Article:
"What will happen next is something for a panel of judges to decide," Scholz said at a press conference in Berlin on Friday. "So for now it's a case of wait and see. You can't and mustn't speculate." 

Scholz said his government expected that any decision would consider "that Israel is a democratic country governed by the rule of law with a strong and independent judiciary." 

Steffen Hebestreit had earlier said the German government would "stick to the law" in any such situation.

The ICC typically only calls on signatory states to assist in the arrest or prosecution of individuals when it also finds that the domestic legal systems in a suspect's own country are not equipped for a case.

Scholz also repeated his criticism of the ICC's announcing investigations of both Netanyahu and three Hamas leaders simultaneously earlier in the week. He said that he and his government "firmly reject" any comparability between the cases.

ICC prosecutor's arrest bid may pressure Israel's Netanyahu

Skip next section Israel plans restrictions on Spain after Palestinian recognition
May 24, 2024

Israel plans restrictions on Spain after Palestinian recognition

Foreign Minister Israel Katz said on Friday that Israel would sever the connection between Spain's representative in Israel and the Palestinians and prohibit the Spanish consulate in Jerusalem from providing services to Palestinians from the West Bank. 

He said the plans came in "response to Spain's recognition of a Palestinian state and the antisemitic call by Spain's deputy prime minster to not just recognize a Palestinian state but to 'liberate Palestine from the river to the sea.'"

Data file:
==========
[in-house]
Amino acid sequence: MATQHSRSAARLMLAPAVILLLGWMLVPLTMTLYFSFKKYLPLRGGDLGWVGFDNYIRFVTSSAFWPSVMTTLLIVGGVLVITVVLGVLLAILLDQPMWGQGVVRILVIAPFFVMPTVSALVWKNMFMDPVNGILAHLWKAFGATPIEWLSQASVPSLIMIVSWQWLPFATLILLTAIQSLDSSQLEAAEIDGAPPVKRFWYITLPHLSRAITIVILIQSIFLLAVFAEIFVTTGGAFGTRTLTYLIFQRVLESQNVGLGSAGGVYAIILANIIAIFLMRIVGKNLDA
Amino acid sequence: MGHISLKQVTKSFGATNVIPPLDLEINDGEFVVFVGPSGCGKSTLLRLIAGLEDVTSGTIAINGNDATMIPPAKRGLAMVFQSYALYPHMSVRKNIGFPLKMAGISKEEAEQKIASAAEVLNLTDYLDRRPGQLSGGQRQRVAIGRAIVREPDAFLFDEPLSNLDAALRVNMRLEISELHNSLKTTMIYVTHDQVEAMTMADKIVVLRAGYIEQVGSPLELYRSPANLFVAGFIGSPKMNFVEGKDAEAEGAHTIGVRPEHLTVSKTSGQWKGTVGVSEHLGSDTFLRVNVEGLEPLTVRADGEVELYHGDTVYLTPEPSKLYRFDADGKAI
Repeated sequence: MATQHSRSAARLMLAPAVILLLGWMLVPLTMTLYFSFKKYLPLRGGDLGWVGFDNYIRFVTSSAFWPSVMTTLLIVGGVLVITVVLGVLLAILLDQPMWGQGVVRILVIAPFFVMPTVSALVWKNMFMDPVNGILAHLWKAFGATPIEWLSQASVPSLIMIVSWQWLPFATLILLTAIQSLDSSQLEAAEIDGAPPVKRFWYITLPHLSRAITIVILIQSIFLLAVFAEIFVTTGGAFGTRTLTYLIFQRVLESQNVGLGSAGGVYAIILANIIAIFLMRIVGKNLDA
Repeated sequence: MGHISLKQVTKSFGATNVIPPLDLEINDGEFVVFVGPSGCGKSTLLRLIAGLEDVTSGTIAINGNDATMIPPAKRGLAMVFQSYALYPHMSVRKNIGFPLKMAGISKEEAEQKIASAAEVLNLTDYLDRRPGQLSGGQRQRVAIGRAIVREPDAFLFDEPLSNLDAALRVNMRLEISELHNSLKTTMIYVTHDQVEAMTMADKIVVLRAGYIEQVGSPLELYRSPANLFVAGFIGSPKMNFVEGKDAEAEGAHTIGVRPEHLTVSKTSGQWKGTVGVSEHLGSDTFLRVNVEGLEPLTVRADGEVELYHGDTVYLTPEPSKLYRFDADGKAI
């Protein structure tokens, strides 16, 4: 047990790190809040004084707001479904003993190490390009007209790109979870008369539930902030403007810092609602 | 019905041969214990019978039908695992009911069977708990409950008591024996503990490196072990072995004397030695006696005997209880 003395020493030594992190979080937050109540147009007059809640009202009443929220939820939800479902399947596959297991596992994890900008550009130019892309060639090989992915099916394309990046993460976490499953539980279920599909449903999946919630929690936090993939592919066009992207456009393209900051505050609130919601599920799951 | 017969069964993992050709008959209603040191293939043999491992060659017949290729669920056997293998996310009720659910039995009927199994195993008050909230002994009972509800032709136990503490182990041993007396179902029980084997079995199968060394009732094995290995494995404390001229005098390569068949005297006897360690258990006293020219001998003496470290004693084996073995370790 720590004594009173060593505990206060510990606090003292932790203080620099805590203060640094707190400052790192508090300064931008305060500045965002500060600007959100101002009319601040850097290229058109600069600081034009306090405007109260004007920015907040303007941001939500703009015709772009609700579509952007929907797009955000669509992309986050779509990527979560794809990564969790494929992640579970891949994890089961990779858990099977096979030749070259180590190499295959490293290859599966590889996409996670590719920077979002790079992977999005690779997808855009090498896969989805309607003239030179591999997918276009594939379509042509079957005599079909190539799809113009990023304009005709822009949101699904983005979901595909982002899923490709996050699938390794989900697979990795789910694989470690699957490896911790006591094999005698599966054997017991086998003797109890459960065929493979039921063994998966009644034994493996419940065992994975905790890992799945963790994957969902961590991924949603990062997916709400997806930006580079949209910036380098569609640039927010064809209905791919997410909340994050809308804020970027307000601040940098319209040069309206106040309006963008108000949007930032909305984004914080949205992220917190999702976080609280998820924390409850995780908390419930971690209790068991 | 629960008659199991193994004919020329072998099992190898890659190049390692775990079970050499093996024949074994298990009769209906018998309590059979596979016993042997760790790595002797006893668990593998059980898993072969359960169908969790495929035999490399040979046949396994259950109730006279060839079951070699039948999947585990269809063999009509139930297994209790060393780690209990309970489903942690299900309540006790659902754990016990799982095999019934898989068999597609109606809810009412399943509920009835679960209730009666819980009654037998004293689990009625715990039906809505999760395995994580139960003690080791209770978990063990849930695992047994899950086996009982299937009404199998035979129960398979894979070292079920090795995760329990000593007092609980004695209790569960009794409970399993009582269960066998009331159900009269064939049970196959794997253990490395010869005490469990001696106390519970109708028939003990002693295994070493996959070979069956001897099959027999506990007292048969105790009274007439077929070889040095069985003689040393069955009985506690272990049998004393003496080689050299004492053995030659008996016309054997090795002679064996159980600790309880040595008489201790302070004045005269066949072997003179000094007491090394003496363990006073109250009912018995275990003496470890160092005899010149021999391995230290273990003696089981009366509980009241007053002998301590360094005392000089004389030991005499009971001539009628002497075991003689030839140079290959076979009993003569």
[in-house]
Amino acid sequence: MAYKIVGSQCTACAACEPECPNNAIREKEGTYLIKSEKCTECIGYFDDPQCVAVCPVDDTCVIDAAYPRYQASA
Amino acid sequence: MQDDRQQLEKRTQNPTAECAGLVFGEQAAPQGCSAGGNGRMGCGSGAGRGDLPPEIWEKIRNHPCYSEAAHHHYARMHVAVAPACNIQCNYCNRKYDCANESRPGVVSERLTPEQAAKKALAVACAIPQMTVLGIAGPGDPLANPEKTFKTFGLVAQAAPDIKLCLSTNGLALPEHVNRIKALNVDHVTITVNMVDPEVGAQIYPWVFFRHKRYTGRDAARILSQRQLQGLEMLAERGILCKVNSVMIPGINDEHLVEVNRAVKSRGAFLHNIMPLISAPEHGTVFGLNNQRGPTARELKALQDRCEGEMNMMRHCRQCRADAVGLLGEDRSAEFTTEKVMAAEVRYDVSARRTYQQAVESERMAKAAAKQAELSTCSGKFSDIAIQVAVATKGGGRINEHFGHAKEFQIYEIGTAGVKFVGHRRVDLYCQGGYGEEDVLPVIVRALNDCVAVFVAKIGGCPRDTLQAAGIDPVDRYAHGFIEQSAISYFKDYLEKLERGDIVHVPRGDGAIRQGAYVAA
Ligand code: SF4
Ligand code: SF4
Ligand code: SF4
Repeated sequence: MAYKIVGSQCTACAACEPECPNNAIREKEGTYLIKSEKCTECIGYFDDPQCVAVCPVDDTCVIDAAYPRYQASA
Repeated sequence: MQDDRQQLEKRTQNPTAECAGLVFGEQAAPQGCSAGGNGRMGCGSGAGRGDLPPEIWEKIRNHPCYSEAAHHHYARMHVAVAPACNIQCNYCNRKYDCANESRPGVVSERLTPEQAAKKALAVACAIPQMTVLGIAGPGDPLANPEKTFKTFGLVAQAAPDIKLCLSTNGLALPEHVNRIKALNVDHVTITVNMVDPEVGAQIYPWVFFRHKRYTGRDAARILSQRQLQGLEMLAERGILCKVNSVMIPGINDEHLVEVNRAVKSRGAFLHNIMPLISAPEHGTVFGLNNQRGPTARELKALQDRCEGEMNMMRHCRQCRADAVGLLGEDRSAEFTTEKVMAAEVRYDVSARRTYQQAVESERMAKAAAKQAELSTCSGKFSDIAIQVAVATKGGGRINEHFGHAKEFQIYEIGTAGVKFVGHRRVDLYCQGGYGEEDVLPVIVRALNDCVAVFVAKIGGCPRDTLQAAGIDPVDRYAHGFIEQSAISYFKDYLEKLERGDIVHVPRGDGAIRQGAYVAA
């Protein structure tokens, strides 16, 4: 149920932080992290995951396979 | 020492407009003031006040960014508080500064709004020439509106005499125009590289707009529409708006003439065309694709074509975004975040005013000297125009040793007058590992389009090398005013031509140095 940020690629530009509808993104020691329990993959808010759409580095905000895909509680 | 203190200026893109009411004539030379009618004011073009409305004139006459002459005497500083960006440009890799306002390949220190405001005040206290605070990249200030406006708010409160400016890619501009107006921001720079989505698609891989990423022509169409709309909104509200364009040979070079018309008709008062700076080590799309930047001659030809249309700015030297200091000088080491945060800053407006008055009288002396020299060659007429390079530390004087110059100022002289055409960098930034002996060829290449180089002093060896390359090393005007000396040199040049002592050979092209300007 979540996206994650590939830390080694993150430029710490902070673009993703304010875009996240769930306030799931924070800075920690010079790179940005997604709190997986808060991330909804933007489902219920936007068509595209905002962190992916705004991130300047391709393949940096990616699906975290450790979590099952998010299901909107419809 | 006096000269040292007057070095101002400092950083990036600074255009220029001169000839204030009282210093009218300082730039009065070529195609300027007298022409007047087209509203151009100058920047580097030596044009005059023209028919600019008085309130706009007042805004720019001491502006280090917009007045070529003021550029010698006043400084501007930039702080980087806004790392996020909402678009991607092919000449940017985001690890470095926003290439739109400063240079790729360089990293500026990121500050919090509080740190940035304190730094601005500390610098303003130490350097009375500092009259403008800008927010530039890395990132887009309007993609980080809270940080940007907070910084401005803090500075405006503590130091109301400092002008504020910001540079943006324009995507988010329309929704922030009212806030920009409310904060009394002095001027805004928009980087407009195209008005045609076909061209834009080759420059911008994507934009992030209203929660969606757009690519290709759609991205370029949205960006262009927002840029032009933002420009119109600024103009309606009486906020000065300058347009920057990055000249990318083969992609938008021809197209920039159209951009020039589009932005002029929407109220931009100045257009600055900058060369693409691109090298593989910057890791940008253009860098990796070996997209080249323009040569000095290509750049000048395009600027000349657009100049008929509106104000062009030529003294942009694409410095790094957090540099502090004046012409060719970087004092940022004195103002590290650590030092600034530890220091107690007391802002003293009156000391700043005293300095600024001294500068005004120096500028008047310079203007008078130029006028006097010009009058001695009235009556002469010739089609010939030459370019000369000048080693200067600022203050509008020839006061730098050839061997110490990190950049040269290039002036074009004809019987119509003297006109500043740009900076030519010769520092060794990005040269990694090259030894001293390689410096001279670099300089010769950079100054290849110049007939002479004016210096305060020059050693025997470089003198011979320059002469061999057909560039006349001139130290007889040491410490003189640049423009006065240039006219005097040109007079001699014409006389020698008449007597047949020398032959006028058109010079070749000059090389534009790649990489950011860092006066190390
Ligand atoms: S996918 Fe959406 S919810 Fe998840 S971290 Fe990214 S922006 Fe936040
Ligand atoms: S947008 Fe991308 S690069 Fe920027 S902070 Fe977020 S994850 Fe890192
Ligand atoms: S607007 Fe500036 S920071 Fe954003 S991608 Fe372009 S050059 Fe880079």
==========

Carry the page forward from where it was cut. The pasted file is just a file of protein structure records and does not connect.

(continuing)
This slogan, or variations of it, is common during pro-Palestinian protests. Some interpret it as advocating the replacement of the state of Israel with a Palestinian state, others assert that this is not the implication. Use of the phrase was restricted in Germany soon after the October 7 Hamas attack on Israel that killed about 1,200 people.

Deputy Prime Minister Yolanda Diaz is a member of the junior coalition partner in Spain's government, a left-wing party she founded called Sumar (or "Unite" in English), with far lesser influence than the center-left PSOE senior partners of Prime Minister Pedro Sanchez.

Skip next section Borrell: Recognizing Palestinian state 'not a gift to Hamas'
May 24, 2024

Borrell: Recognizing Palestinian state 'not a gift to Hamas'

The EU's foreign affairs chief, Josep Borrell, said on Friday that recognizing a Palestinian state did not constitute a "gift to Hamas," as Israel had said. 

This follows Ireland, Norway and Borrell's native Spain on Wednesday saying that they would recognize Palestine as a state, describing the step as a bid to help secure a cease-fire in Gaza and revive long-stalled talks that were supposed to establish the so-called two-state solution.

Israeli Prime Minister Benjamin Netanyahu had said the plan was tantamount to "a reward for terrorism." Israeli Ambassador to Germany Ron Prosor made similar comments on Friday in an interview with Deutschlandfunk public radio.